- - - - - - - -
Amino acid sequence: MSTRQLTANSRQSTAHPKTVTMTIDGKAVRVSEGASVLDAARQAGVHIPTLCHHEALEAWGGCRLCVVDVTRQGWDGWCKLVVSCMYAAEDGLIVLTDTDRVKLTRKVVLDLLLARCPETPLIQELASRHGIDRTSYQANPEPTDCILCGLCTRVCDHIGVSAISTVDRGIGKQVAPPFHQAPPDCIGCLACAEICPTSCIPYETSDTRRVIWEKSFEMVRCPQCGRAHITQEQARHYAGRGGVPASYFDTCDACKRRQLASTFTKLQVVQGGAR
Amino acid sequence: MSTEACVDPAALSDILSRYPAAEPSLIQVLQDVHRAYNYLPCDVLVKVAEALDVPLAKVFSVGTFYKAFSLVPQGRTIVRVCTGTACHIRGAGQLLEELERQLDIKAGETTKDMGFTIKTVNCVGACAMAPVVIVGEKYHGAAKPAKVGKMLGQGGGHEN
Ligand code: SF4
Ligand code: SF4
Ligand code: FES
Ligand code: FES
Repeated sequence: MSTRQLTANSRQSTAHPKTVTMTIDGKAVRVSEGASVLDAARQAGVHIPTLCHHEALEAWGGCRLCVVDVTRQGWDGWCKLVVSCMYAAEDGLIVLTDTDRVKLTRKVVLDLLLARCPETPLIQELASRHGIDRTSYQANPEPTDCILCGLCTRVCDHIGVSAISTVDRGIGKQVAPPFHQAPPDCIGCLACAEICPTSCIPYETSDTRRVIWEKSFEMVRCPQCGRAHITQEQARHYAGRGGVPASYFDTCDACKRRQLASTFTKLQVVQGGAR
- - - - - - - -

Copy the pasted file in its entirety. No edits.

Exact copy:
Amino acid sequence: MSTRQLTANSRQSTAHPKTVTMTIDGKAVRVSEGASVLDAARQAGVHIPTLCHHEALEAWGGCRLCVVDVTRQGWDGWCKLVVSCMYAAEDGLIVLTDTDRVKLTRKVVLDLLLARCPETPLIQELASRHGIDRTSYQANPEPTDCILCGLCTRVCDHIGVSAISTVDRGIGKQVAPPFHQAPPDCIGCLACAEICPTSCIPYETSDTRRVIWEKSFEMVRCPQCGRAHITQEQARHYAGRGGVPASYFDTCDACKRRQLASTFTKLQVVQGGAR
Amino acid sequence: MSTEACVDPAALSDILSRYPAAEPSLIQVLQDVHRAYNYLPCDVLVKVAEALDVPLAKVFSVGTFYKAFSLVPQGRTIVRVCTGTACHIRGAGQLLEELERQLDIKAGETTKDMGFTIKTVNCVGACAMAPVVIVGEKYHGAAKPAKVGKMLGQGGGHEN
Ligand code: SF4
Ligand code: SF4
Ligand code: FES
Ligand code: FES
Repeated sequence: MSTRQLTANSRQSTAHPKTVTMTIDGKAVRVSEGASVLDAARQAGVHIPTLCHHEALEAWGGCRLCVVDVTRQGWDGWCKLVVSCMYAAEDGLIVLTDTDRVKLTRKVVLDLLLARCPETPLIQELASRHGIDRTSYQANPEPTDCILCGLCTRVCDHIGVSAISTVDRGIGKQVAPPFHQAPPDCIGCLACAEICPTSCIPYETSDTRRVIWEKSFEMVRCPQCGRAHITQEQARHYAGRGGVPASYFDTCDACKRRQLASTFTKLQVVQGGAR